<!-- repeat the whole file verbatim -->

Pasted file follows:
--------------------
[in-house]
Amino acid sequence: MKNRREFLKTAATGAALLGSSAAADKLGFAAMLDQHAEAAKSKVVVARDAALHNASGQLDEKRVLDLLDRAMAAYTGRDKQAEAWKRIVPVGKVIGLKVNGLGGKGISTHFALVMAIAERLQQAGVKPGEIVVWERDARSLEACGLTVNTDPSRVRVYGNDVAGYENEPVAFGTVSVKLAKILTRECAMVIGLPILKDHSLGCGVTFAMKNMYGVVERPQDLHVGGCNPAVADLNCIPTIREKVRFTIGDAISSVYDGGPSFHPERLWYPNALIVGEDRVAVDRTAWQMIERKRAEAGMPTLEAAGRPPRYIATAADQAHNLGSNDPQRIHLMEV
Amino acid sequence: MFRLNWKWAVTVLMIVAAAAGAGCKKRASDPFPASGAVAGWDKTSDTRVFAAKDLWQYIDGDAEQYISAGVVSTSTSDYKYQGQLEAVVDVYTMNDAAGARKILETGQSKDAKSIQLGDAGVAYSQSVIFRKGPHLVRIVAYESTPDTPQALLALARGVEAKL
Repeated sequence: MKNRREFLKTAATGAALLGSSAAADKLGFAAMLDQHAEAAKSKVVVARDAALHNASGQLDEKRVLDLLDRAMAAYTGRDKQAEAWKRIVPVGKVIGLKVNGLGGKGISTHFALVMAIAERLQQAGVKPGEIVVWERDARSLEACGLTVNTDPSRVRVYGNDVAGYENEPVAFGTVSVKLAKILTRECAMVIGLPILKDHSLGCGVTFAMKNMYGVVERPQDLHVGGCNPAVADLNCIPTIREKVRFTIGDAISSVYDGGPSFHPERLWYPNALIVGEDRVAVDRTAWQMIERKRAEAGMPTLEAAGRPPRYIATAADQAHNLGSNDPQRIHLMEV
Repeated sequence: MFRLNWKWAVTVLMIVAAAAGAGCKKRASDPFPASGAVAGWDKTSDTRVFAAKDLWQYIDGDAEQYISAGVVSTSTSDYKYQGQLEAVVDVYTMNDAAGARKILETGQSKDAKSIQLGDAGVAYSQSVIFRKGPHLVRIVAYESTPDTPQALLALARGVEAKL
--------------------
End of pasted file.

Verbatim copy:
[in-house]
Amino acid sequence: MKNRREFLKTAATGAALLGSSAAADKLGFAAMLDQHAEAAKSKVVVARDAALHNASGQLDEKRVLDLLDRAMAAYTGRDKQAEAWKRIVPVGKVIGLKVNGLGGKGISTHFALVMAIAERLQQAGVKPGEIVVWERDARSLEACGLTVNTDPSRVRVYGNDVAGYENEPVAFGTVSVKLAKILTRECAMVIGLPILKDHSLGCGVTFAMKNMYGVVERPQDLHVGGCNPAVADLNCIPTIREKVRFTIGDAISSVYDGGPSFHPERLWYPNALIVGEDRVAVDRTAWQMIERKRAEAGMPTLEAAGRPPRYIATAADQAHNLGSNDPQRIHLMEV
Amino acid sequence: MFRLNWKWAVTVLMIVAAAAGAGCKKRASDPFPASGAVAGWDKTSDTRVFAAKDLWQYIDGDAEQYISAGVVSTSTSDYKYQGQLEAVVDVYTMNDAAGARKILETGQSKDAKSIQLGDAGVAYSQSVIFRKGPHLVRIVAYESTPDTPQALLALARGVEAKL
Repeated sequence: MKNRREFLKTAATGAALLGSSAAADKLGFAAMLDQHAEAAKSKVVVARDAALHNASGQLDEKRVLDLLDRAMAAYTGRDKQAEAWKRIVPVGKVIGLKVNGLGGKGISTHFALVMAIAERLQQAGVKPGEIVVWERDARSLEACGLTVNTDPSRVRVYGNDVAGYENEPVAFGTVSVKLAKILTRECAMVIGLPILKDHSLGCGVTFAMKNMYGVVERPQDLHVGGCNPAVADLNCIPTIREKVRFTIGDAISSVYDGGPSFHPERLWYPNALIVGEDRVAVDRTAWQMIERKRAEAGMPTLEAAGRPPRYIATAADQAHNLGSNDPQRIHLMEV
Repeated sequence: MFRLNWKWAVTVLMIVAAAAGAGCKKRASDPFPASGAVAGWDKTSDTRVFAAKDLWQYIDGDAEQYISAGVVSTSTSDYKYQGQLEAVVDVYTMNDAAGARKILETGQSKDAKSIQLGDAGVAYSQSVIFRKGPHLVRIVAYESTPDTPQALLALARGVEAKL